John had a dreading gut feeling that Harold was going to attempt something reckless at any moment. Whatever it was, John had to talk him out of it, convince him they needed to stay together. Harold just wasn't cut for the battlefield. Heck, he wouldn't even hold a firearm.

John gathered the weapons and his own suitcase as fast as he could and hurried behind Harold, but the little man had already closed the gate of the vault, locking John in.

"Sorry, Mr. Reese," Harold breathed.

"Finch, what are you doing?"

Harold looked at him with imploring eyes. "When I hired you, I suspected you were going to be a great employee," he said, his voice rigged with emotion. "What I couldn't have anticipated was that you would become such a good friend."

John felt a lump growing in his throat as Harold pronounced those words. The reverse was just as true. Even more than that, Harold was the man who had saved his life. Harold had reached out to him when John needed help, giving him a new purpose, something to fight for, a reason to live again. And ever since, Harold had never stopped looking after him, saving his life more times than John could count. And, here, once again, Harold was trying to save him. John wasn't sure why Harold seemed so attached to him, but it only made him more determined not to let his friend die. Harold Finch was one of those people the world couldn't afford to lose.

"You won't make it down from that rooftop alone," he said, feeling the grip of fear in his chest.

"Don't intend to," Harold replied. "I'm afraid this is where our partnership ends. Goodbye, John." He turned around and limped his way out as fast as he could.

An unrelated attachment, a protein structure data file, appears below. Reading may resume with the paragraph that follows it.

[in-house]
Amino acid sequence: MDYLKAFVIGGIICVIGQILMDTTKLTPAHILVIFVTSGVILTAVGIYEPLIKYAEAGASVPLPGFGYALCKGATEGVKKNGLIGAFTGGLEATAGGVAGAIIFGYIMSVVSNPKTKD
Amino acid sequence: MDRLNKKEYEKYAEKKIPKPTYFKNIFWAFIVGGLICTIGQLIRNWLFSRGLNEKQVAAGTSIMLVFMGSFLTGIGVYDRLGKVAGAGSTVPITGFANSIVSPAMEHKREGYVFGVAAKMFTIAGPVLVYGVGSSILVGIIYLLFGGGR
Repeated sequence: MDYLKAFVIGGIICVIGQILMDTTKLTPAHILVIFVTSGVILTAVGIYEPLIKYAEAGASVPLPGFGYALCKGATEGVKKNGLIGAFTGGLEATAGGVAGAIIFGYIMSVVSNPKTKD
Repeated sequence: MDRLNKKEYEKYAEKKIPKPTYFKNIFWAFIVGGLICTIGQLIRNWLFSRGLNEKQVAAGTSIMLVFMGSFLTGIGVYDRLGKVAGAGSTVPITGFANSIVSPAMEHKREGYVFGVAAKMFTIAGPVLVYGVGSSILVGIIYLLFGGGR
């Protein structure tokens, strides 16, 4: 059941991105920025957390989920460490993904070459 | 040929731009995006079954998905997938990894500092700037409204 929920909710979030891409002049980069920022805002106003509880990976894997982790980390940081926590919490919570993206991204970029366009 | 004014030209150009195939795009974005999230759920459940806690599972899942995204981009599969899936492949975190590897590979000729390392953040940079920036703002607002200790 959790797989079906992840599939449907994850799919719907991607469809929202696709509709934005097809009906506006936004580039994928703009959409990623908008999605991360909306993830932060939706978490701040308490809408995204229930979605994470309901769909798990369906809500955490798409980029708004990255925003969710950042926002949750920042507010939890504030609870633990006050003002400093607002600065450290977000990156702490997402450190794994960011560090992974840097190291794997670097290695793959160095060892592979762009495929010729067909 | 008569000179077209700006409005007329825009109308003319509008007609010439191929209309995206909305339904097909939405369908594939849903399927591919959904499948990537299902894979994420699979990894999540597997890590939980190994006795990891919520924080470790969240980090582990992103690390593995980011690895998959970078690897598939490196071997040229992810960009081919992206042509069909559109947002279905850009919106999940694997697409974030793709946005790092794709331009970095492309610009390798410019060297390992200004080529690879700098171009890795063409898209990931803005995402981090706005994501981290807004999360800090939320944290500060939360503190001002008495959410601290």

"Harold," John called. He had to stop him. He couldn't let his friend go alone in what sounded very much like a suicide mission. He had lost too many people in his life, close-ones. He couldn't bear the thought of losing anyone else. He had to save Harold.

"Finch, wait," he implored. But Finch didn't stop. He didn't even look back.

John's despair spiked as he watched his friend walking away, to a certain death, in an obvious attempt to spare John's own life.

"Wait!" he called again. "Harold! Wait! Harold!"

But his friend was long gone.

The door of the vault closed in a load clang, and John hit the solid bars of the metal gate out of angry desperation.

"Are you there?" he said to the void. But the Machine didn't answer. It was out of reach in the vault. John rushed to the landline phone. "Are you there?" he repeated.

"Yes, John," Root's voice answered.

John was a bit taken aback to hear his dead friend's voice. "Root?"